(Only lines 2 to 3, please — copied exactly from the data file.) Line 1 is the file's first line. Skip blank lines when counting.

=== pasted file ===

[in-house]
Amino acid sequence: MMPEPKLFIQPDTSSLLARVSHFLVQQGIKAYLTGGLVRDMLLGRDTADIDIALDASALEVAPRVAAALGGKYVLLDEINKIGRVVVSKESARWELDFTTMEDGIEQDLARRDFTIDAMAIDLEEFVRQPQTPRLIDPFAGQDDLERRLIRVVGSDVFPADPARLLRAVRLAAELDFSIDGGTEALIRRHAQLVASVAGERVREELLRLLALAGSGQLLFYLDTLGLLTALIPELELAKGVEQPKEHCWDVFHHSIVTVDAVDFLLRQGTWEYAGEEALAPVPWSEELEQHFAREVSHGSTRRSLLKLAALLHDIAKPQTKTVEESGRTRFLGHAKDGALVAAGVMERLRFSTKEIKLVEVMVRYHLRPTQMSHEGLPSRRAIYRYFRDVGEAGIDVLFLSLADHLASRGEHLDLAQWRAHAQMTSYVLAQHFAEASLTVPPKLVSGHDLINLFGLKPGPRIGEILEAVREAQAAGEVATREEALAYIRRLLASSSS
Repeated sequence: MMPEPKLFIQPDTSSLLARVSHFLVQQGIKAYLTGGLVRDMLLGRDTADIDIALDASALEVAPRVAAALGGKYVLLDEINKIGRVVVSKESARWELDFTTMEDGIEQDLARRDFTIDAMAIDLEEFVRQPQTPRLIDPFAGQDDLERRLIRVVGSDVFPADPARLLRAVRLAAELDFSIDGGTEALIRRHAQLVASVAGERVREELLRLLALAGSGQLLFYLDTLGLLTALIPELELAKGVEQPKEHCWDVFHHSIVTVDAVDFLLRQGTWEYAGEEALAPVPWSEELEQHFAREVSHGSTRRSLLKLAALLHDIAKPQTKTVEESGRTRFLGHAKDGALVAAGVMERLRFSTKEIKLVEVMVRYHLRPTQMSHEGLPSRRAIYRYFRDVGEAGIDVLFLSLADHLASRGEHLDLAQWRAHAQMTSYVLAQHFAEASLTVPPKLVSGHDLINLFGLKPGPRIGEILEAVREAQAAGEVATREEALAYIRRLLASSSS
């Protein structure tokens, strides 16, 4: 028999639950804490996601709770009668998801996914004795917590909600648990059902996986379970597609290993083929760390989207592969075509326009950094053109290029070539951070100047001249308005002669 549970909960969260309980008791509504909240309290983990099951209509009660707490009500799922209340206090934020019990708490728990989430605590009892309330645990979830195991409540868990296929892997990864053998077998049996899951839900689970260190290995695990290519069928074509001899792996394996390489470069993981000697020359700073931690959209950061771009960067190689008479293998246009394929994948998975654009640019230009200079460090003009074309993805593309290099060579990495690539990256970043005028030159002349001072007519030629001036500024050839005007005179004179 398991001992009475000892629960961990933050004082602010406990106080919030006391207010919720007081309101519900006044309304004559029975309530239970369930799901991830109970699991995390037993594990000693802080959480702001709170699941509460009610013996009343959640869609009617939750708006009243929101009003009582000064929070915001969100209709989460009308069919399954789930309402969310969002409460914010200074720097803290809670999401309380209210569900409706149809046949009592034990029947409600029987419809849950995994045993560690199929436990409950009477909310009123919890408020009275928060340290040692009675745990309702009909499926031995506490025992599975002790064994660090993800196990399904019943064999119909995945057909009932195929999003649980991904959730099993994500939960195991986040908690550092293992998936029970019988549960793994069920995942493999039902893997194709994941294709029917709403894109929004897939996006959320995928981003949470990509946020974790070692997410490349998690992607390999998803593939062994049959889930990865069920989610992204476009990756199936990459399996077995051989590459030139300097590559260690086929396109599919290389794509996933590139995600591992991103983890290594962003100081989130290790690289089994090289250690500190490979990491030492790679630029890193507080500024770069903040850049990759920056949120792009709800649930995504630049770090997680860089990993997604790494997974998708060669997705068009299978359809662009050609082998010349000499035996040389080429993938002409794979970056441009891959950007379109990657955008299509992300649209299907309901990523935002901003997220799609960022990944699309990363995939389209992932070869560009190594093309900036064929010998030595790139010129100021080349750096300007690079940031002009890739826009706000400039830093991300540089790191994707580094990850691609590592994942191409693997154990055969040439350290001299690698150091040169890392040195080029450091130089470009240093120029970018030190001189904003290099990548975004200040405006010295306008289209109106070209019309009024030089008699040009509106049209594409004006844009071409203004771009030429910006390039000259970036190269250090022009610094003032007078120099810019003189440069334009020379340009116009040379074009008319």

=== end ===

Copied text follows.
Amino acid sequence: MMPEPKLFIQPDTSSLLARVSHFLVQQGIKAYLTGGLVRDMLLGRDTADIDIALDASALEVAPRVAAALGGKYVLLDEINKIGRVVVSKESARWELDFTTMEDGIEQDLARRDFTIDAMAIDLEEFVRQPQTPRLIDPFAGQDDLERRLIRVVGSDVFPADPARLLRAVRLAAELDFSIDGGTEALIRRHAQLVASVAGERVREELLRLLALAGSGQLLFYLDTLGLLTALIPELELAKGVEQPKEHCWDVFHHSIVTVDAVDFLLRQGTWEYAGEEALAPVPWSEELEQHFAREVSHGSTRRSLLKLAALLHDIAKPQTKTVEESGRTRFLGHAKDGALVAAGVMERLRFSTKEIKLVEVMVRYHLRPTQMSHEGLPSRRAIYRYFRDVGEAGIDVLFLSLADHLASRGEHLDLAQWRAHAQMTSYVLAQHFAEASLTVPPKLVSGHDLINLFGLKPGPRIGEILEAVREAQAAGEVATREEALAYIRRLLASSSS
Repeated sequence: MMPEPKLFIQPDTSSLLARVSHFLVQQGIKAYLTGGLVRDMLLGRDTADIDIALDASALEVAPRVAAALGGKYVLLDEINKIGRVVVSKESARWELDFTTMEDGIEQDLARRDFTIDAMAIDLEEFVRQPQTPRLIDPFAGQDDLERRLIRVVGSDVFPADPARLLRAVRLAAELDFSIDGGTEALIRRHAQLVASVAGERVREELLRLLALAGSGQLLFYLDTLGLLTALIPELELAKGVEQPKEHCWDVFHHSIVTVDAVDFLLRQGTWEYAGEEALAPVPWSEELEQHFAREVSHGSTRRSLLKLAALLHDIAKPQTKTVEESGRTRFLGHAKDGALVAAGVMERLRFSTKEIKLVEVMVRYHLRPTQMSHEGLPSRRAIYRYFRDVGEAGIDVLFLSLADHLASRGEHLDLAQWRAHAQMTSYVLAQHFAEASLTVPPKLVSGHDLINLFGLKPGPRIGEILEAVREAQAAGEVATREEALAYIRRLLASSSS